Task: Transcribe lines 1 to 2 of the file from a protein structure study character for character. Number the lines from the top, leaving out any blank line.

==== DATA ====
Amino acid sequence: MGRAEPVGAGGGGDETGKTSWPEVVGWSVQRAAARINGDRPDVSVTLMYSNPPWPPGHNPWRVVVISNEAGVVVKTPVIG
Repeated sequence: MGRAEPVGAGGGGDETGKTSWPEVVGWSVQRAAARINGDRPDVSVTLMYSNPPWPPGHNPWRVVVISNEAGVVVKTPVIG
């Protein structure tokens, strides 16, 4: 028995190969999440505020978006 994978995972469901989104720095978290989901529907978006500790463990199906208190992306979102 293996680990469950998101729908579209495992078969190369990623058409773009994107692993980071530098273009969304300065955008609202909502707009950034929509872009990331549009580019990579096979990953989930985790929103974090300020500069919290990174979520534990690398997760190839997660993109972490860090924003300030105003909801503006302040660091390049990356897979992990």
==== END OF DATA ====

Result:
Amino acid sequence: MGRAEPVGAGGGGDETGKTSWPEVVGWSVQRAAARINGDRPDVSVTLMYSNPPWPPGHNPWRVVVISNEAGVVVKTPVIG
Repeated sequence: MGRAEPVGAGGGGDETGKTSWPEVVGWSVQRAAARINGDRPDVSVTLMYSNPPWPPGHNPWRVVVISNEAGVVVKTPVIG